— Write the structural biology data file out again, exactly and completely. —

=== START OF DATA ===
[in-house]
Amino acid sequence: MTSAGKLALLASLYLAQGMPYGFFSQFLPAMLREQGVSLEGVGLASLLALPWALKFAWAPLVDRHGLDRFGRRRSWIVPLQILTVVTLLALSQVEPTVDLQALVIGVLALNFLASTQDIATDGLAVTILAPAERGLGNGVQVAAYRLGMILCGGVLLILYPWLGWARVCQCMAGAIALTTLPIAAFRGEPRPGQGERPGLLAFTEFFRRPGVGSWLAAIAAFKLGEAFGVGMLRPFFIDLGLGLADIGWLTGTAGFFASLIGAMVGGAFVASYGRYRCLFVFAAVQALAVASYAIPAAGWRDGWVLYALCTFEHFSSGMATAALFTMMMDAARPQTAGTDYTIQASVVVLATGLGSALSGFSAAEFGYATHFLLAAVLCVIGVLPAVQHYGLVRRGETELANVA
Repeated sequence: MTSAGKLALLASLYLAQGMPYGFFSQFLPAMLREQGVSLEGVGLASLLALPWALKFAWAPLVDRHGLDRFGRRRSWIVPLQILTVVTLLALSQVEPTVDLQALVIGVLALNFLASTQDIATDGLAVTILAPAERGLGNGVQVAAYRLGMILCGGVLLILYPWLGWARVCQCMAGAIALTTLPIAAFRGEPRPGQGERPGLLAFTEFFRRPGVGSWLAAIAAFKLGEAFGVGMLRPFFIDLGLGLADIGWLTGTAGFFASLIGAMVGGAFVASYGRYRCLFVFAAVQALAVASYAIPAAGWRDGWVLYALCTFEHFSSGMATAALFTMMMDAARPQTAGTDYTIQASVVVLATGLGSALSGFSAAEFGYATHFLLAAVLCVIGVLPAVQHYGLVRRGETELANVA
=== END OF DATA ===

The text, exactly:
[in-house]
Amino acid sequence: MTSAGKLALLASLYLAQGMPYGFFSQFLPAMLREQGVSLEGVGLASLLALPWALKFAWAPLVDRHGLDRFGRRRSWIVPLQILTVVTLLALSQVEPTVDLQALVIGVLALNFLASTQDIATDGLAVTILAPAERGLGNGVQVAAYRLGMILCGGVLLILYPWLGWARVCQCMAGAIALTTLPIAAFRGEPRPGQGERPGLLAFTEFFRRPGVGSWLAAIAAFKLGEAFGVGMLRPFFIDLGLGLADIGWLTGTAGFFASLIGAMVGGAFVASYGRYRCLFVFAAVQALAVASYAIPAAGWRDGWVLYALCTFEHFSSGMATAALFTMMMDAARPQTAGTDYTIQASVVVLATGLGSALSGFSAAEFGYATHFLLAAVLCVIGVLPAVQHYGLVRRGETELANVA
Repeated sequence: MTSAGKLALLASLYLAQGMPYGFFSQFLPAMLREQGVSLEGVGLASLLALPWALKFAWAPLVDRHGLDRFGRRRSWIVPLQILTVVTLLALSQVEPTVDLQALVIGVLALNFLASTQDIATDGLAVTILAPAERGLGNGVQVAAYRLGMILCGGVLLILYPWLGWARVCQCMAGAIALTTLPIAAFRGEPRPGQGERPGLLAFTEFFRRPGVGSWLAAIAAFKLGEAFGVGMLRPFFIDLGLGLADIGWLTGTAGFFASLIGAMVGGAFVASYGRYRCLFVFAAVQALAVASYAIPAAGWRDGWVLYALCTFEHFSSGMATAALFTMMMDAARPQTAGTDYTIQASVVVLATGLGSALSGFSAAEFGYATHFLLAAVLCVIGVLPAVQHYGLVRRGETELANVA